About the middle of the eighteenth century, the town began to extend from High Street down the slope of the valley towards the River Sheaf and the present site of the Midland Station; and Norfolk Street was made along the upper edge of Alsop Fields, which occupied the whole hillside down to Pond Lane - now Pond Street - and the Sheaf. It was the tenth Duke of Norfolk (who, as Earl of Surrey, became heir to the Sheffield property in 1777), and his energetic agent, Vincent Eyre, who together first gave Sheffield room for growth. Under their management, the streets were cleared of the open market, the slaughter-houses were removed from what is now Fitzalan Square, the new markets were established, and Alsop Fields were laid out for building purposes. Hence came the naming of these streets, from Norfolk family associations - Surrey Street, Arundel Street, Howard Street, Furnival Street, and, right through the middle of the new building estate - Eyre Street.

On the other side of Sheffield Moor, Earl Fitzwilliam was Lord of the Manor of Ecclesall, by inheritance through the Bright family and the Marquis of Rockingham - hence the naming of Fitzwilliam and Rockingham Streets as the town extended in that direction.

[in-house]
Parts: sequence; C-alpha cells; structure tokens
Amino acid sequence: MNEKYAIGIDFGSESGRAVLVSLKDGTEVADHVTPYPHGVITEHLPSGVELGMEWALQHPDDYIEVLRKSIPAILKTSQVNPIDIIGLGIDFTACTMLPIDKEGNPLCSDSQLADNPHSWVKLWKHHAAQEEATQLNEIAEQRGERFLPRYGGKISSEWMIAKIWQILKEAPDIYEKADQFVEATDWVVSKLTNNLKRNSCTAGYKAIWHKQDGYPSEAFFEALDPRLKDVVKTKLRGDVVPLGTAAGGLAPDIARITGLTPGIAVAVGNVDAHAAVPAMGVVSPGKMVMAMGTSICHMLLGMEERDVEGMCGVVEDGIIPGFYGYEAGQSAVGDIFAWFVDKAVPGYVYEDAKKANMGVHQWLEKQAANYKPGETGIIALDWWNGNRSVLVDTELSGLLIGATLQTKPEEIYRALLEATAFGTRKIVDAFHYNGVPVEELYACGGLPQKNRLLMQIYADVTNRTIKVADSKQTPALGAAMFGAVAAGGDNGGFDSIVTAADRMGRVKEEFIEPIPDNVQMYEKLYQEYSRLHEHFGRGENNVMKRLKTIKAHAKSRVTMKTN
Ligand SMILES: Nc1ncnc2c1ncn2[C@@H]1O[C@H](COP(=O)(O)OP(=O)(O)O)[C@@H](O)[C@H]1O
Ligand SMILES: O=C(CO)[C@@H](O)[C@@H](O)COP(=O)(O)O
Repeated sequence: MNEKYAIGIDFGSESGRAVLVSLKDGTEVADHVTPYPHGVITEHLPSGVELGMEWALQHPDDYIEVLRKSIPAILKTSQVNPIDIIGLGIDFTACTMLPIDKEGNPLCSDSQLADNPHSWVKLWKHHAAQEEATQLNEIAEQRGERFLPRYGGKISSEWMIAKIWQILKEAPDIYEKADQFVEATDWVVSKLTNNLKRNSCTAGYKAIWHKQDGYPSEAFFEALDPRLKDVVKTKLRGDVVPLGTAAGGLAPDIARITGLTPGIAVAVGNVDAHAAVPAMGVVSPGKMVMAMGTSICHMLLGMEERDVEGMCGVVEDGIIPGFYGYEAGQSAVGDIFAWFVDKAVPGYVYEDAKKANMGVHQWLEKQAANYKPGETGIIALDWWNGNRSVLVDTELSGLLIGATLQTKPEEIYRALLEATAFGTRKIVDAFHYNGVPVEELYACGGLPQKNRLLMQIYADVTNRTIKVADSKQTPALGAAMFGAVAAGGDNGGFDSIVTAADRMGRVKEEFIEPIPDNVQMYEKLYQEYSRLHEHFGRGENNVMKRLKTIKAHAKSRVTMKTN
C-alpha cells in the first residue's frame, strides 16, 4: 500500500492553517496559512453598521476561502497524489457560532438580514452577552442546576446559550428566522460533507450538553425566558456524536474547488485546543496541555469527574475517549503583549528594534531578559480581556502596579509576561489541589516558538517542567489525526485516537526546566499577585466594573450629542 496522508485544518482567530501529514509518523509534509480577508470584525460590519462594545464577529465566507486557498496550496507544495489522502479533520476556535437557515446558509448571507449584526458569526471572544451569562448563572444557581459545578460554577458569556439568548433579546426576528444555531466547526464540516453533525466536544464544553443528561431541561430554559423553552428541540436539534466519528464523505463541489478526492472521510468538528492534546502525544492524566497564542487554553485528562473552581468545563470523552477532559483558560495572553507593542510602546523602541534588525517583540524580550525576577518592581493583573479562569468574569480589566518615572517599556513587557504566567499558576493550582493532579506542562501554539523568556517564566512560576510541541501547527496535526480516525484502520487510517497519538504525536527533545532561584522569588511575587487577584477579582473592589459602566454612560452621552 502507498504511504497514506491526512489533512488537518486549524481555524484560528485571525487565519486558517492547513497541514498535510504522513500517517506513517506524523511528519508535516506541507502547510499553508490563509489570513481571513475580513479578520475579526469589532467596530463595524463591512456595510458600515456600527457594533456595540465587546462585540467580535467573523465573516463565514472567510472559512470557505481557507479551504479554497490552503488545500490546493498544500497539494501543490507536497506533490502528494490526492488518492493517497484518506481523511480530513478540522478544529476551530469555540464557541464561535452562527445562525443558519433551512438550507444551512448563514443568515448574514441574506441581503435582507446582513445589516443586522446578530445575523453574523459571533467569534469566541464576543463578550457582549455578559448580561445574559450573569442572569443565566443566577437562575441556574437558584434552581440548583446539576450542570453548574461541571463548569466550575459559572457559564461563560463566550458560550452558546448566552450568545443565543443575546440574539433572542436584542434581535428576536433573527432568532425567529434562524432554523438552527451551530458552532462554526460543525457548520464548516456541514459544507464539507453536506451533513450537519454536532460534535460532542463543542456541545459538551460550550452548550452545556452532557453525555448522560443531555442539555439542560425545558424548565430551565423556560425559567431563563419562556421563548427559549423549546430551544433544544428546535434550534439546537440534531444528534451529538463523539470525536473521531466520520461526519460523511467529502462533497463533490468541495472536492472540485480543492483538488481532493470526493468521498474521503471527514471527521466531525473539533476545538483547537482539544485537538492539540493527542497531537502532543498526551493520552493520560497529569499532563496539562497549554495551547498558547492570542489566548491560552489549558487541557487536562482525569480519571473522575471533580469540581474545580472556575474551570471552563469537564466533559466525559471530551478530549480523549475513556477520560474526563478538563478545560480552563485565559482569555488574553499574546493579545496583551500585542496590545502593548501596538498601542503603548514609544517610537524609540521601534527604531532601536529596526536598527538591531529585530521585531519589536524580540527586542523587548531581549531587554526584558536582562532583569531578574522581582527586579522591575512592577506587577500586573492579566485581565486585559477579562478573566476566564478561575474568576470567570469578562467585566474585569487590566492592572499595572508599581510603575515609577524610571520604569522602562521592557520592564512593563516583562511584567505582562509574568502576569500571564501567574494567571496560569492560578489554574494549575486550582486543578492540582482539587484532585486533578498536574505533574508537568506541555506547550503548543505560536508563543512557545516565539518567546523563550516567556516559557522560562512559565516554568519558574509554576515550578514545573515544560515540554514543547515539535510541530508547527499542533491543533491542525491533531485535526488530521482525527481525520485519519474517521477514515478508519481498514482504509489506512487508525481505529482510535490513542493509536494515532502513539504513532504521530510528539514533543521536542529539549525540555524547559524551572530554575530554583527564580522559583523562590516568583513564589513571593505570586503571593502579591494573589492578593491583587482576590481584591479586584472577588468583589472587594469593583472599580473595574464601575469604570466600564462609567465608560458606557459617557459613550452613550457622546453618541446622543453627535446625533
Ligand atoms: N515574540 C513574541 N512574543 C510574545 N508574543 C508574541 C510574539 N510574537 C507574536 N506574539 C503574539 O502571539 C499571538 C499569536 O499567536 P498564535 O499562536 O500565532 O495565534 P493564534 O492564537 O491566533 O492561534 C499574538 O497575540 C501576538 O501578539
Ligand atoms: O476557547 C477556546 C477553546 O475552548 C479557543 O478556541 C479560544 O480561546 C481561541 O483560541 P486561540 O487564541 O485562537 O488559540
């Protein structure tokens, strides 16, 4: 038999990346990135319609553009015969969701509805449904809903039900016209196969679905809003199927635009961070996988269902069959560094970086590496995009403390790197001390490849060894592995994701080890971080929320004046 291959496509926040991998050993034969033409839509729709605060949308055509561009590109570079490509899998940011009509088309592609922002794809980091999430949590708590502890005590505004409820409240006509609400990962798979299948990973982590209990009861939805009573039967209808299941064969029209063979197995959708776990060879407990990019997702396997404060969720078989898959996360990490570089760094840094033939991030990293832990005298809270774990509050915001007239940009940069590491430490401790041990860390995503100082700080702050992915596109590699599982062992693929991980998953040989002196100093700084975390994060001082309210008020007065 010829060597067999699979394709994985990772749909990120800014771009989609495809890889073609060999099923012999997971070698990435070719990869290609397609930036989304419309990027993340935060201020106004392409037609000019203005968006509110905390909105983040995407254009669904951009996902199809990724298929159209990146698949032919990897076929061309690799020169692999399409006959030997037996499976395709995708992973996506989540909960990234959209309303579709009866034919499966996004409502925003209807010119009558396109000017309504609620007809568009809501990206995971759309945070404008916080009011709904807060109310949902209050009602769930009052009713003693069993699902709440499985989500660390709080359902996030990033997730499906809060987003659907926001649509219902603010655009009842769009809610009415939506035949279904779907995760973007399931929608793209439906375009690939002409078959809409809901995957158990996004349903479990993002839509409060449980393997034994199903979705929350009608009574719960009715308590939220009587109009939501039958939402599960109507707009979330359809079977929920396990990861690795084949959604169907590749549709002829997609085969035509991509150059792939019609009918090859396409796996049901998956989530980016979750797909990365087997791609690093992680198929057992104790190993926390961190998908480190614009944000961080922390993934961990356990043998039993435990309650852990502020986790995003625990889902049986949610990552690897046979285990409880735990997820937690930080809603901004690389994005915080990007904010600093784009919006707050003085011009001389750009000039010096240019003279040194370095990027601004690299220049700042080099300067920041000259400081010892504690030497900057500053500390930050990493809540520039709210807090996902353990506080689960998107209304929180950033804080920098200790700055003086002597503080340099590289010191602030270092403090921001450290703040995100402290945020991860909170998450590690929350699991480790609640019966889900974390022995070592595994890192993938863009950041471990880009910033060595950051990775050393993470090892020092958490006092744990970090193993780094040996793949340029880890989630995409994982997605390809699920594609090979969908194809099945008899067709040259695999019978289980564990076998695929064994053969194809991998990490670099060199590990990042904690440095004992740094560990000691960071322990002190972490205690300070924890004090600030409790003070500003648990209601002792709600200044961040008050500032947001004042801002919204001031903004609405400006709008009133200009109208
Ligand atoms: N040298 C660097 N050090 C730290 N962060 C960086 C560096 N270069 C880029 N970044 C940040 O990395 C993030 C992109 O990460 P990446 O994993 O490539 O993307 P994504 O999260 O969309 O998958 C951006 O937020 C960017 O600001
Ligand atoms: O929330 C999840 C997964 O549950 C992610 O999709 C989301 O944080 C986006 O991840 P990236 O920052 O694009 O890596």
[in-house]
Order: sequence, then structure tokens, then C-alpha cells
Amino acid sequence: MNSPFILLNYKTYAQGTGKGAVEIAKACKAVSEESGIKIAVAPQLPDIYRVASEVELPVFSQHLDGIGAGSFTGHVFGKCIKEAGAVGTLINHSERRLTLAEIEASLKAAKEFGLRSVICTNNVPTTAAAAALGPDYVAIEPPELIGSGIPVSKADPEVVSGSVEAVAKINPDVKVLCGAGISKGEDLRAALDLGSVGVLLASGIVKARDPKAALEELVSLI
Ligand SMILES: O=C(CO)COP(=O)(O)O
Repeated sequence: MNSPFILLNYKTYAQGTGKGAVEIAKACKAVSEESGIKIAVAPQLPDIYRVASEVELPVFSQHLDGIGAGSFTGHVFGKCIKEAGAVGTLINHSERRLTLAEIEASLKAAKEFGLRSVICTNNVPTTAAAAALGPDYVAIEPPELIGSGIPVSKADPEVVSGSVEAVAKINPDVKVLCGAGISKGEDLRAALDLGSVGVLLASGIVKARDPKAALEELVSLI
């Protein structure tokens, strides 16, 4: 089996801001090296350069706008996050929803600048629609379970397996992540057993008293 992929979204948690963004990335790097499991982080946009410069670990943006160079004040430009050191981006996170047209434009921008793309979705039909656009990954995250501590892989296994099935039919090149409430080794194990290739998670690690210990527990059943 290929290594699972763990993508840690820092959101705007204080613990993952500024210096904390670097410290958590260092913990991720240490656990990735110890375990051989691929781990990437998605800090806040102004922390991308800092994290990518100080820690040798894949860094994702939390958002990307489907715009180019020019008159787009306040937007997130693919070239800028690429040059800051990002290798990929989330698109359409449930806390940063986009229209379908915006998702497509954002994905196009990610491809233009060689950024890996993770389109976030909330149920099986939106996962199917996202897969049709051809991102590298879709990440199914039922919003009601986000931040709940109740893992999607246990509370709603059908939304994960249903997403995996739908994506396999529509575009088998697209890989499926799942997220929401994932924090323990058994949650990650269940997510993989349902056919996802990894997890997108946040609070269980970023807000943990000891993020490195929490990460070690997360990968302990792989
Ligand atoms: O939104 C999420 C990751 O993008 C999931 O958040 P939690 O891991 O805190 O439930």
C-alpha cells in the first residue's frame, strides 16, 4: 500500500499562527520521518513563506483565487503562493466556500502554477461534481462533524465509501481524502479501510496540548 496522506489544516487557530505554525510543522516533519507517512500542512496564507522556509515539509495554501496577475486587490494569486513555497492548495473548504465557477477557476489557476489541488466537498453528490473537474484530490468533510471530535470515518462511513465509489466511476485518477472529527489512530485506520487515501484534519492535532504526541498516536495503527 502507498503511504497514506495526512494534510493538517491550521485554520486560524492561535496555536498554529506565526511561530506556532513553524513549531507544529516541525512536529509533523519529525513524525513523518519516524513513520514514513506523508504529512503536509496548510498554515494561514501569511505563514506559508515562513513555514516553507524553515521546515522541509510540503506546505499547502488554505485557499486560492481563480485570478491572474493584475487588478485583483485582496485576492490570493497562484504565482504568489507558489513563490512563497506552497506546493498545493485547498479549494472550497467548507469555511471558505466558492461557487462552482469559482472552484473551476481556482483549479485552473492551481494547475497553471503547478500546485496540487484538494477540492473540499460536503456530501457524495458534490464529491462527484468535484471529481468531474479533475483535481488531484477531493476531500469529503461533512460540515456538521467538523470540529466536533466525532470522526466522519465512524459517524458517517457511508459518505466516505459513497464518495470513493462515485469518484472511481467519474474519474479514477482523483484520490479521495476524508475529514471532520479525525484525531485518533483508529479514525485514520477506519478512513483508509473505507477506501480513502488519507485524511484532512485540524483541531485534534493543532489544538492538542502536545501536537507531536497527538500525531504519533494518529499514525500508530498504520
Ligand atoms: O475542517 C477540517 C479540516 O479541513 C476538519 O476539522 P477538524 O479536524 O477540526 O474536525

The most notable resident on the south of the city towards the end of the eighteenth century was Thomas Holy, who lived in a house lying back from the street just beyond where South Street Chapel now stands. He was one of the earliest and most faithful supporters of John Wesley, and to his house came Wesley when he made what was regarded as a farewell visit to Sheffield in 1786. In 1743, when Charles Wesley first preached in Sheffield, the mob had pulled the little Methodist Chapel down to the very ground, and the magistrates had declined to interfere. Forty-three years afterwards, John Wesley walked down the Moor to Thomas Holy's house, an aged man, leaning on his friend's arm, and crowds followed him; "the windows of the houses were thronged with eager but respectful gazers," and "a vast concourse wept and wailed at the thought of losing him," when he prayed for a blessing on them as they gathered on Mr. Holy's green. So surely do times change for the better!